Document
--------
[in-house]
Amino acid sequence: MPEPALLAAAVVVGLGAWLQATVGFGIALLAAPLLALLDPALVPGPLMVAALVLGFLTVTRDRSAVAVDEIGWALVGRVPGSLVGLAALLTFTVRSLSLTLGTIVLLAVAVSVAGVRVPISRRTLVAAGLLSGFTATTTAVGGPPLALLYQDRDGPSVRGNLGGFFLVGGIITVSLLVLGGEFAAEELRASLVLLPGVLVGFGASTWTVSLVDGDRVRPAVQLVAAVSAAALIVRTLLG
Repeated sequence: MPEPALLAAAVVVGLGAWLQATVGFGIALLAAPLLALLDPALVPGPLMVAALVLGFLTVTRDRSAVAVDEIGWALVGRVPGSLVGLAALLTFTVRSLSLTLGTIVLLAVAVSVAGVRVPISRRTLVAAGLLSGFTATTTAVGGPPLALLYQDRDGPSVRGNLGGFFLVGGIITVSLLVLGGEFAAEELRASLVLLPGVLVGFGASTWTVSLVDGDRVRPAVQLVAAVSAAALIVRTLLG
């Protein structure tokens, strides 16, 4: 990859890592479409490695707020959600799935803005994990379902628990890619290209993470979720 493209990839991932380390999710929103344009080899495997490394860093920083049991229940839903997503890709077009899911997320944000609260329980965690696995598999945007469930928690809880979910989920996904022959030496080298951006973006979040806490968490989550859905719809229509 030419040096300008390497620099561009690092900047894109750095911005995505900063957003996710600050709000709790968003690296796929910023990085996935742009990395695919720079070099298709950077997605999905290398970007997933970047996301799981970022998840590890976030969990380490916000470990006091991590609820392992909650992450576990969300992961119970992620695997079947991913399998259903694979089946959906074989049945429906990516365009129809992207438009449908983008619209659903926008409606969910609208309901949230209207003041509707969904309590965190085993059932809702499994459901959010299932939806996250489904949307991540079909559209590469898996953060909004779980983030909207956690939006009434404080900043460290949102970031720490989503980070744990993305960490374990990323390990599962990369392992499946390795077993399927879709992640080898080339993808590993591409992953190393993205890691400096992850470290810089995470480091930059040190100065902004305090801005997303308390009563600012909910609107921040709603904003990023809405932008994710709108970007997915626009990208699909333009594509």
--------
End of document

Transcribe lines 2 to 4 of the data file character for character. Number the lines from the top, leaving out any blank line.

Amino acid sequence: MPEPALLAAAVVVGLGAWLQATVGFGIALLAAPLLALLDPALVPGPLMVAALVLGFLTVTRDRSAVAVDEIGWALVGRVPGSLVGLAALLTFTVRSLSLTLGTIVLLAVAVSVAGVRVPISRRTLVAAGLLSGFTATTTAVGGPPLALLYQDRDGPSVRGNLGGFFLVGGIITVSLLVLGGEFAAEELRASLVLLPGVLVGFGASTWTVSLVDGDRVRPAVQLVAAVSAAALIVRTLLG
Repeated sequence: MPEPALLAAAVVVGLGAWLQATVGFGIALLAAPLLALLDPALVPGPLMVAALVLGFLTVTRDRSAVAVDEIGWALVGRVPGSLVGLAALLTFTVRSLSLTLGTIVLLAVAVSVAGVRVPISRRTLVAAGLLSGFTATTTAVGGPPLALLYQDRDGPSVRGNLGGFFLVGGIITVSLLVLGGEFAAEELRASLVLLPGVLVGFGASTWTVSLVDGDRVRPAVQLVAAVSAAALIVRTLLG
């Protein structure tokens, strides 16, 4: 990859890592479409490695707020959600799935803005994990379902628990890619290209993470979720 493209990839991932380390999710929103344009080899495997490394860093920083049991229940839903997503890709077009899911997320944000609260329980965690696995598999945007469930928690809880979910989920996904022959030496080298951006973006979040806490968490989550859905719809229509 030419040096300008390497620099561009690092900047894109750095911005995505900063957003996710600050709000709790968003690296796929910023990085996935742009990395695919720079070099298709950077997605999905290398970007997933970047996301799981970022998840590890976030969990380490916000470990006091991590609820392992909650992450576990969300992961119970992620695997079947991913399998259903694979089946959906074989049945429906990516365009129809992207438009449908983008619209659903926008409606969910609208309901949230209207003041509707969904309590965190085993059932809702499994459901959010299932939806996250489904949307991540079909559209590469898996953060909004779980983030909207956690939006009434404080900043460290949102970031720490989503980070744990993305960490374990990323390990599962990369392992499946390795077993399927879709992640080898080339993808590993591409992953190393993205890691400096992850470290810089995470480091930059040190100065902004305090801005997303308390009563600012909910609107921040709603904003990023809405932008994710709108970007997915626009990208699909333009594509």